Emergency regulations passed June 26 have changed edible marijuana products expected to go on sale July 1 around Reno. These are some products that had been expected to be available but many will now require packaging changes or will be discontinued.
Nevada marijuana dispensaries are going to have to get rid of or hastily sell any leftover edible marijuana products that become illegal starting this weekend.
On Monday, Nevada Gov. Brian Sandoval endorsed a Department of Taxation statement of emergency that will allow the department to more strictly regulate marijuana edible products starting the same day as the state’s first recreational marijuana sales.
“The Governor wants to see the state realize the revenues from its sales, and most importantly, wants a regulatory structure that is restricted, responsible and respected,” said Mari St. Martin, spokeswoman for the governor’s office.
The new regulations, approved by the Nevada Tax Commission on Monday, prohibit marijuana dispensaries from selling the following for recreational use in Nevada:
- Any products that contain any more than 10 milligrams of THC per dose or more than 100 milligrams of THC per package.
- Any products that appear to be lollipops, ice cream or are modeled after a brand of products marketed to children.
- Any products that look like real or fictional characters or cartoons.
- Any products that apply THC to candy or snack foods other dried fruit, nuts or granola.
- Any cookie or brownie products that are not in a sealed, opaque bag.
- Any products that have images of cartoon characters, action figures, toys, balloons or mascots on the labeling.
Existing packaging that has such images must be covered by a sticker, label, or permanent marker so the image is completely obscured, according to a Department of Taxation email sent out to dispensaries on Wednesday.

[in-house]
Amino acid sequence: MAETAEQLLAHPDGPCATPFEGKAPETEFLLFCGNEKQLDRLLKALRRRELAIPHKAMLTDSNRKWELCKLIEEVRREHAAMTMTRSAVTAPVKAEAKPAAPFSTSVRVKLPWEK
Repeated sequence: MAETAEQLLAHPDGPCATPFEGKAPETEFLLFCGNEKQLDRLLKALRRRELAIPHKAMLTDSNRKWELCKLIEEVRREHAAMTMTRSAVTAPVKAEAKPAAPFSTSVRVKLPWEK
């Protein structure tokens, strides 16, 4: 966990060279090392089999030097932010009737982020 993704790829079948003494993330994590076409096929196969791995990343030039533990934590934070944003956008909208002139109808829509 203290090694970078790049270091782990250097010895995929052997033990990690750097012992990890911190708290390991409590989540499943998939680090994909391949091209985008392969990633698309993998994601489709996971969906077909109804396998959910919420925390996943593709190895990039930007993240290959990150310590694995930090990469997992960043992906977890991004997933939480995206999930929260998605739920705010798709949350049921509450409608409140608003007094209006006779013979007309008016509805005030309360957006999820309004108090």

Products being stored outside of consumer view do not need to have the images covered until they are placed on display or immediately prior to sale.
“From day one, we want to make sure that potency, packaging and labeling are strict from the start,” said Stephanie Klapstein, spokeswoman for the Nevada Department of Taxation.
The last-minute regulations also require packaging to have “THIS IS A MARIJUANA PRODUCT” in bold type, as well as the words “Keep out of reach of children” and a list of all ingredients.
The restrictions overlap with many of those detailed in legislation sponsored by Sen. Patricia Farley, Nonpartisan-Las Vegas, and passed by lawmakers earlier this month, but only some sections of the law go into effect July 1. Other portions go into effect on Oct. 1 and others go into effect in 2020.
Edibles, which come in the form of everything from gummy snacks to chocolate bars, often have potent doses of THC, Tetrahydrocannabinol, the psychoactive ingredient in cannabis. Consumers usually have significantly delayed reactions.
Dispensaries will still be able to sell some of the items to medical marijuana cardholders, but others will be illegal after July 1. Those that fall in the latter category are being steeply discounted during the next few days.
“If we don’t sell them now, we have to destroy them,” said Mikel Alvarez, spokesman for Blüm, a dispensary with one dispensary in Reno and three in Las Vegas.
Blüm, for instance, will have to say sayonara to the lollipops that they currently sell and the prepackaged 28.5-gram containers since dispensaries can no longer sell more than an ounce of marijuana at a time, even to medical marijuana cardholders who are allowed to possess 2.5 ounces of marijuana. Others are allowed only an ounce.
While the emergency regulations are a costly inconvenience for many dispensaries, they are aimed at keeping pot out of the hands of Nevada’s youth. Though the law is written so that only adults 21 and over are allowed to purchase recreational marijuana, states such as Colorado have reported a post-legalization increase in minors’ visits to the emergency room as a result of edibles intake.
The Department of Taxation is hiring four compliance and audit officers, as well as four inspectors, to uphold regulations. The department has not yet disclosed which dispensaries will receive recreational marijuana dispensary licenses, which allow them to begin sales as early as July 1.
Sales through December will qualify as part of the state’s six-month early start program, which ends in December. Permanent regulations will go into effect on Jan. 1, 2018.
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